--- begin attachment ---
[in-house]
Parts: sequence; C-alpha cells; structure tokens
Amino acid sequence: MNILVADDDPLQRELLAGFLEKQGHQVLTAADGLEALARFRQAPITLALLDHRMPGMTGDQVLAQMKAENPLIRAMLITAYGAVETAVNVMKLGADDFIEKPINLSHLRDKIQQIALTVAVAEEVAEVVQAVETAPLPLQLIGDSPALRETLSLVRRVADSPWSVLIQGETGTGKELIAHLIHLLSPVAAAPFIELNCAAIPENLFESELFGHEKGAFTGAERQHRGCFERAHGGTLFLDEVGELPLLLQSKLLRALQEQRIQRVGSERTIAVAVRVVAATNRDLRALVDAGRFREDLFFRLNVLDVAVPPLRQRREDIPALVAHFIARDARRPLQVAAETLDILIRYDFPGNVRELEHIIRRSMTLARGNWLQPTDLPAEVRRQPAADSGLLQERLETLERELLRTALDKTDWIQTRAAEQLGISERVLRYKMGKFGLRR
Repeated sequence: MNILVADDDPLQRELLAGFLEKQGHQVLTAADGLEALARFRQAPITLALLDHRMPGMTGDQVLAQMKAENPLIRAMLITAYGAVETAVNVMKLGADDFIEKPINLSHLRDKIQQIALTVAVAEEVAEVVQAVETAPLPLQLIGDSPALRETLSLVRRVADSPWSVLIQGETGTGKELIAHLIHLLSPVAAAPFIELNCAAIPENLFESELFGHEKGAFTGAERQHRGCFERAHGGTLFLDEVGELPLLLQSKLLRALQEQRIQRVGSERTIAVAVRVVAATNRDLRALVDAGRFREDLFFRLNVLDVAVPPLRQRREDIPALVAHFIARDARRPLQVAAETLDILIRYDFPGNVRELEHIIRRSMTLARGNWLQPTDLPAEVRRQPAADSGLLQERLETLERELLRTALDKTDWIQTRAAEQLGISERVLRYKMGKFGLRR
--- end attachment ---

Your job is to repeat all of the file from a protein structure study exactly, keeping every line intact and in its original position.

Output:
[in-house]
Parts: sequence; C-alpha cells; structure tokens
Amino acid sequence: MNILVADDDPLQRELLAGFLEKQGHQVLTAADGLEALARFRQAPITLALLDHRMPGMTGDQVLAQMKAENPLIRAMLITAYGAVETAVNVMKLGADDFIEKPINLSHLRDKIQQIALTVAVAEEVAEVVQAVETAPLPLQLIGDSPALRETLSLVRRVADSPWSVLIQGETGTGKELIAHLIHLLSPVAAAPFIELNCAAIPENLFESELFGHEKGAFTGAERQHRGCFERAHGGTLFLDEVGELPLLLQSKLLRALQEQRIQRVGSERTIAVAVRVVAATNRDLRALVDAGRFREDLFFRLNVLDVAVPPLRQRREDIPALVAHFIARDARRPLQVAAETLDILIRYDFPGNVRELEHIIRRSMTLARGNWLQPTDLPAEVRRQPAADSGLLQERLETLERELLRTALDKTDWIQTRAAEQLGISERVLRYKMGKFGLRR
Repeated sequence: MNILVADDDPLQRELLAGFLEKQGHQVLTAADGLEALARFRQAPITLALLDHRMPGMTGDQVLAQMKAENPLIRAMLITAYGAVETAVNVMKLGADDFIEKPINLSHLRDKIQQIALTVAVAEEVAEVVQAVETAPLPLQLIGDSPALRETLSLVRRVADSPWSVLIQGETGTGKELIAHLIHLLSPVAAAPFIELNCAAIPENLFESELFGHEKGAFTGAERQHRGCFERAHGGTLFLDEVGELPLLLQSKLLRALQEQRIQRVGSERTIAVAVRVVAATNRDLRALVDAGRFREDLFFRLNVLDVAVPPLRQRREDIPALVAHFIARDARRPLQVAAETLDILIRYDFPGNVRELEHIIRRSMTLARGNWLQPTDLPAEVRRQPAADSGLLQERLETLERELLRTALDKTDWIQTRAAEQLGISERVLRYKMGKFGLRR